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Service gives some peace

May 29, 2006|by ERIN CUNNINGHAM

HAGERSTOWN - The few people traveling along Washington Street Sunday couldn't help but pause to watch more than 100 people standing on the sidewalk singing "God Bless America."

They were gathered outside Washington County Circuit Court to honor Americans killed during military service during the annual Memorial Day ceremony hosted by Morris Frock American Legion Post 42.

About 30 wreaths were placed in front of a memorial during the event.

"Today we pay tribute to those who died," said Ruthanna Ungvarsky, adjutant for Post 42.

Pam Troncatti, first vice president of the Morris Frock American Legion Post 42 Ladies Auxiliary, said her uncle was killed in World War II.

"His name is on the memorial," she said. "So, I'm honoring everyone, him and my two children."

Troncatti's daughter is in the U.S. Navy and her son is in the Marine Corps, she said.

"So, remembering them today is very important, as well as throughout the year," she said. "My flags fly all the time."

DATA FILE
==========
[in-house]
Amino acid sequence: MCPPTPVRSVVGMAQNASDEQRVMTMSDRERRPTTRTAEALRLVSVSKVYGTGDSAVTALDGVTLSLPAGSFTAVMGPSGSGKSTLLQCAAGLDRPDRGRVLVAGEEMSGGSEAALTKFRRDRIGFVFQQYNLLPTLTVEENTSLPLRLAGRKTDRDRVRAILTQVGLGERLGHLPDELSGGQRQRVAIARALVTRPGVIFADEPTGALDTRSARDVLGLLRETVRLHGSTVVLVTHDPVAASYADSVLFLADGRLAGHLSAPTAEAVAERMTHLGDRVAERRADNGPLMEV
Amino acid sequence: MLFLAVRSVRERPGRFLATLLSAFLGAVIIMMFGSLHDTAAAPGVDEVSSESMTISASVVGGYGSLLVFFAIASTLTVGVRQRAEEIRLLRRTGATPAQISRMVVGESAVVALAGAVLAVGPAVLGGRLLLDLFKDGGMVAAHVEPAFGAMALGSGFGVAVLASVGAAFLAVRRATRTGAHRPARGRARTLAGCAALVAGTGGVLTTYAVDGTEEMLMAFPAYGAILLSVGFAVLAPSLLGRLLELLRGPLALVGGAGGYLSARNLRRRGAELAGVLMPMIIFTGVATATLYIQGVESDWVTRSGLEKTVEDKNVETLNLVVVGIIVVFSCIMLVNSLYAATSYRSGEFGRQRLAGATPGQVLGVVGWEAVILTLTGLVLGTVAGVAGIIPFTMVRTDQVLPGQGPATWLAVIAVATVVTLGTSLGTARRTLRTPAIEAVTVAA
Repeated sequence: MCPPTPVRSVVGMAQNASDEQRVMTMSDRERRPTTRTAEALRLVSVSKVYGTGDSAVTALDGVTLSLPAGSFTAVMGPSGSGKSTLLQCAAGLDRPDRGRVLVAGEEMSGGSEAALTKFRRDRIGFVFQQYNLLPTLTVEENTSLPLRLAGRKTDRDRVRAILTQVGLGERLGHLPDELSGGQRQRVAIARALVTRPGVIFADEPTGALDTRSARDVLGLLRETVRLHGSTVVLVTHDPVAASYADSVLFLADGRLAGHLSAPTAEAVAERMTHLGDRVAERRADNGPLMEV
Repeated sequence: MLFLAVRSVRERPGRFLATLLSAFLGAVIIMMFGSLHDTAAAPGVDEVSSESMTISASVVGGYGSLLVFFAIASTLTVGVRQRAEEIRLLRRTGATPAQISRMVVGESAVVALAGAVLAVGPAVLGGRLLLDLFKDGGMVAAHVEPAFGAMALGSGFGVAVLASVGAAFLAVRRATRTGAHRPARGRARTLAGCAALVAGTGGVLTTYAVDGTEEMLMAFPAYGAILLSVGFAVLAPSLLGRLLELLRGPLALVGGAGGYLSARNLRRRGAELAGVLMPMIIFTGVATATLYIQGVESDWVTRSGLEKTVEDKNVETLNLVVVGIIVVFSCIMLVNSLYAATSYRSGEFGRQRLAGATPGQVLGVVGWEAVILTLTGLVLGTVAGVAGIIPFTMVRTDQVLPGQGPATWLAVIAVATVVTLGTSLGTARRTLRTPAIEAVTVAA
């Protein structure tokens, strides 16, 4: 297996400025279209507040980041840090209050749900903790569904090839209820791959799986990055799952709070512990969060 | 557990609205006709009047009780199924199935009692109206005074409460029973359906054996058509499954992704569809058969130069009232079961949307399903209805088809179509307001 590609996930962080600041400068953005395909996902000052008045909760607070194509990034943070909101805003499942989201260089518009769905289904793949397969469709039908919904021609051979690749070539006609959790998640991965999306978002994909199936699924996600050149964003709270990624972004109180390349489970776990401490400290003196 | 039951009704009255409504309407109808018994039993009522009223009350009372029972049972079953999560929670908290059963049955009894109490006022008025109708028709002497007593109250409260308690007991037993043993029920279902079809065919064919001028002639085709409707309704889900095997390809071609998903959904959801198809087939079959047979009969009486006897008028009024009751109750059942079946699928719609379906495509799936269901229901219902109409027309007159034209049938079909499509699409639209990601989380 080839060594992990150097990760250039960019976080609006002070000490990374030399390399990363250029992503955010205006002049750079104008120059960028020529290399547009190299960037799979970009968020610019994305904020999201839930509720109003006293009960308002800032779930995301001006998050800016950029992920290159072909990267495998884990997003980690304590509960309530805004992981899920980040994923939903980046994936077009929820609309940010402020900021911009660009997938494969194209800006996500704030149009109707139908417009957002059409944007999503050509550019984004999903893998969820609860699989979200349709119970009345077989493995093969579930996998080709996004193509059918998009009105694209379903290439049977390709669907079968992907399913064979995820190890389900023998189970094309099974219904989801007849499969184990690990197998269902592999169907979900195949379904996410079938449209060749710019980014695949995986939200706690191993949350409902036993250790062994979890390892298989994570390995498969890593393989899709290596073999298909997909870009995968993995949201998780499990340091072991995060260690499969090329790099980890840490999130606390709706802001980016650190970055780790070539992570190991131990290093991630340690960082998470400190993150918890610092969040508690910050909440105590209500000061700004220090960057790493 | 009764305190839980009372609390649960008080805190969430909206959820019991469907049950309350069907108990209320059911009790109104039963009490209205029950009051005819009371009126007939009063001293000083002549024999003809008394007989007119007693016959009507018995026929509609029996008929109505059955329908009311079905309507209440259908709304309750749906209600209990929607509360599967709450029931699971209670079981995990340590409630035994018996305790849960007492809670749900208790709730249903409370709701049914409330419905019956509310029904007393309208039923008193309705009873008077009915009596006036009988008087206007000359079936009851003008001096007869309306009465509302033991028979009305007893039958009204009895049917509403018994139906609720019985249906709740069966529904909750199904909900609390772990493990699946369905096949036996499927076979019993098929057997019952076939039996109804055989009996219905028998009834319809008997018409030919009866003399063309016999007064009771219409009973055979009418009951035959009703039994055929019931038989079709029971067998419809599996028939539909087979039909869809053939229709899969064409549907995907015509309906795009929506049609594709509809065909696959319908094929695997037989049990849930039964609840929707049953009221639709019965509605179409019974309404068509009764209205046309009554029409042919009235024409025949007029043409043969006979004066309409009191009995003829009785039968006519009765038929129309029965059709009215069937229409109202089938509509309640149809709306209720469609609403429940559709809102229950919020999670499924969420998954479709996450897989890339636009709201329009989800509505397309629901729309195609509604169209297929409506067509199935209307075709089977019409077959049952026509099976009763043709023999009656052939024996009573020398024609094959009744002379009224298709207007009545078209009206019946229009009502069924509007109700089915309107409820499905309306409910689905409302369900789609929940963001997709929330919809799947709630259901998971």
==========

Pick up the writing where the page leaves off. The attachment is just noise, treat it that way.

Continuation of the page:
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Troncatti, of Williamsport, said she agreed with guest speaker Orlyn C. Oestereich's statement that the American flag should be respected. Oestereich, of Boonsboro, is American Legion Department of Maryland sergeant-at-arms and a retired colonel.

He said the flag should be respected and the freedom to burn the flag should be repealed. Oestereich said he supports a constitutional amendment to ban flag burning.

"Some do not show respect for the flag," he said.

He also is a member of Clopper-Michael American Legion Post 10 in Boonsboro.

Hagerstown Mayor Robert E. Bruchey II and Councilman Lewis C. Metzner attended the Memorial Day service and placed a wreath by the memorial.

Bruchey also spoke during the event, primarily about the merits of the United States' current battles in Iraq and Afghanistan.

"If we had a president who used genocide, we'd want someone to come save us, too," he said. "(We're there) to bring freedom to a country where there was none."

Nancy Wishard, of Hagers-town, attended the service in honor of her late husband, who was a military veteran.

"Out of respect for him, I attend this," she said. "It gives me a peace."

Wishard's great-nephew, Justin Moore, 15, of Williamsport, also was at the service, and said he enjoyed listening to the music and the speakers.

"Everyone should pay respect to our veterans," Wishard said. "I think you can take an hour out of your day to do this."

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